The UN Rules prohibit corporal punishment or the reduction in a prisoner’s diet or drinking water (Rule 22(1&2), Rule 43(d)) – in keeping with its primary principle that all prisoners shall be treated with the respect due to their inherent dignity and value as human beings protected from torture and other cruel – prohibits inhuman or degrading treatment or punishment, for which no circumstances whatsoever may be invoked as a justification (Rule 1). Even the colonial Indian Prison Act, 1894, forbids a penal diet or any other jail punishment without a medical examination (section 50).
Imposing a coercive “fast”, particularly on a religious occasion falling outside the prisoner’s beliefs, taunting him on religious lines, beating, and branding him like an animal with the Hindu symbol ‘Om’, not only violates jail obligations of care in custody but completely exceed the scope and nature of punishments permitted to jail superintendents under the Delhi Prisons Act, 2000 (sections 47 &48).
Section 47 allows jail superintendents to give warnings, forfeit remissions, not count period of parole into a sentence, stop recreational facilities, segregate or order solitary confinement. Section 48 limits these powers with procedures, permissions and time limits. The alleged punishments in this case, therefore, are illegal, unreasonable, cruel and degrading.
They are also “unusual” de-humanising punishments and not only violate Article 21, but by being akin to forced conversions intended to shame and diminish, fall foul of Article 25(1) of the Constitution, and also violate section 46(18) of the Delhi Prisons Act, 2000 which lists as a prison offence, “converting or attempting to convert a prisoner to a different religious faith or willfully hurting other’s religious feelings, beliefs and faith”. In this case, the concerned jail superintendent is allegedly guilty of an offence which he is himself supposed to prevent.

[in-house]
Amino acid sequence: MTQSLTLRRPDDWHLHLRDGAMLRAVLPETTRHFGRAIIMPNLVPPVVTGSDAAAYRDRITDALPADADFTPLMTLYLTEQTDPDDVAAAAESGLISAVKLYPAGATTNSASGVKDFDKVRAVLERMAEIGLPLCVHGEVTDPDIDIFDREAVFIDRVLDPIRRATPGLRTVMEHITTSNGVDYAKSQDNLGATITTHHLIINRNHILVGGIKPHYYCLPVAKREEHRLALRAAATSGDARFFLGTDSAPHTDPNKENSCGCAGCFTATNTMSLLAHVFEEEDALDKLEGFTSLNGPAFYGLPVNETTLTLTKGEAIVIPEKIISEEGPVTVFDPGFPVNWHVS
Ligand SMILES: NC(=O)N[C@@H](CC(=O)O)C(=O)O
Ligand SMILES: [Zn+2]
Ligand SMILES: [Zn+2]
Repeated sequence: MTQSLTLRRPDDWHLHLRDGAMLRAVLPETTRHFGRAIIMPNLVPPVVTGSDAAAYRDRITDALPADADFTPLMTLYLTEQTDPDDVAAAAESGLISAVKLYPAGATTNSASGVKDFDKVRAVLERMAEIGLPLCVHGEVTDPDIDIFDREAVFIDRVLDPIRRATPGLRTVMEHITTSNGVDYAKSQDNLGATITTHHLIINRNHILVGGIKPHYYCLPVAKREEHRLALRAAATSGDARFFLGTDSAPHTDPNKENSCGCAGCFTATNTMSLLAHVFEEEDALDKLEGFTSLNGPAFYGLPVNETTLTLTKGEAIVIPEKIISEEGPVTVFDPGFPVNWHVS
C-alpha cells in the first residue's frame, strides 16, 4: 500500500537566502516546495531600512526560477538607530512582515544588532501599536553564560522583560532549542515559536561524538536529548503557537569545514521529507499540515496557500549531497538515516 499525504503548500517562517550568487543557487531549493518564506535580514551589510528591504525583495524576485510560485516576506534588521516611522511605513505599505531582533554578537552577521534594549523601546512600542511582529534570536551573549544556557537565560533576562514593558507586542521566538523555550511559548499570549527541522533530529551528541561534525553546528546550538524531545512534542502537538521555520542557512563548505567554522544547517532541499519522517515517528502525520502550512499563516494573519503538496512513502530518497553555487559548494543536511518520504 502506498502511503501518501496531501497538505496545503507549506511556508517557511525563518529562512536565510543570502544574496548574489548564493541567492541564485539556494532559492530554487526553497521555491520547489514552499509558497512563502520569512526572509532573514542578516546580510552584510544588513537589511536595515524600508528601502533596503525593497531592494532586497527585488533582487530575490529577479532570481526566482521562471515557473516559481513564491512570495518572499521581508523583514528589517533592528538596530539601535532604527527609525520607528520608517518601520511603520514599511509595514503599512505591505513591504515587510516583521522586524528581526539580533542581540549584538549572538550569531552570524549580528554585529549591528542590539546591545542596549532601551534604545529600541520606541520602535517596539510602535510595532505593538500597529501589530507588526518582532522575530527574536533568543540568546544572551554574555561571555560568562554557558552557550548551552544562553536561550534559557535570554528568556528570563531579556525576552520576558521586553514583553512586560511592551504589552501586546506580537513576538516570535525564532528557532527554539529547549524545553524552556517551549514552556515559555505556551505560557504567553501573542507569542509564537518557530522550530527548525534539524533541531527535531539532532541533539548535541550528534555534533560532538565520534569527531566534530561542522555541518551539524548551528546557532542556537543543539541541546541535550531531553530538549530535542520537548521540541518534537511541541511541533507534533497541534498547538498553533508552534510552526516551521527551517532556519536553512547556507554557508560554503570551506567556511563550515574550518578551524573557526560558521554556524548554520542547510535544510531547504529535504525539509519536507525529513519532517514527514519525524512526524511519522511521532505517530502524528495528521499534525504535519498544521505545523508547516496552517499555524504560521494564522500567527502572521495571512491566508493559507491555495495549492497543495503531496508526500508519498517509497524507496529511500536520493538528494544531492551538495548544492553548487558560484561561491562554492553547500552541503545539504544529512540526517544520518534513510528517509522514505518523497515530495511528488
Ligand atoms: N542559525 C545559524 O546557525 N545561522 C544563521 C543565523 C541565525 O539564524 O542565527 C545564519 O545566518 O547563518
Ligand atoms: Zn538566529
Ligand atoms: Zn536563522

What is branding but a defacement intended to make forever unforgettable both the “difference” that cannot be escaped and the presence of the “master” even in his absence? In 2013, a prisoner from Dasna jail in Uttar Pradesh revealed to court the branding of the deputy jailer’s initials on his back – an illegal, inhuman punishment for refusing to pay a bribe. But the Tihar branding incident is uniquely malevolent in its use of the Hindu symbol of peace and precisely for that reason, makes the act unspeakable, and the courage of the prisoner, exemplary.
According to jail authorities, the prisoner was charged under MCOCA (Maharashtra Control of Organised Crime Act), the Arms Act and murder, a dangerous criminal, a repeat offender and habitually breaks prison rules. But no matter the charges, every prisoner is vulnerable behind bars, and no prisoner is excluded from the right to safe custody, the right to express grievances or the protection from cruel, degrading and inhuman treatment. It is therefore extremely vexing to hear reports of the prisoner being pressurised to withdraw his complaint.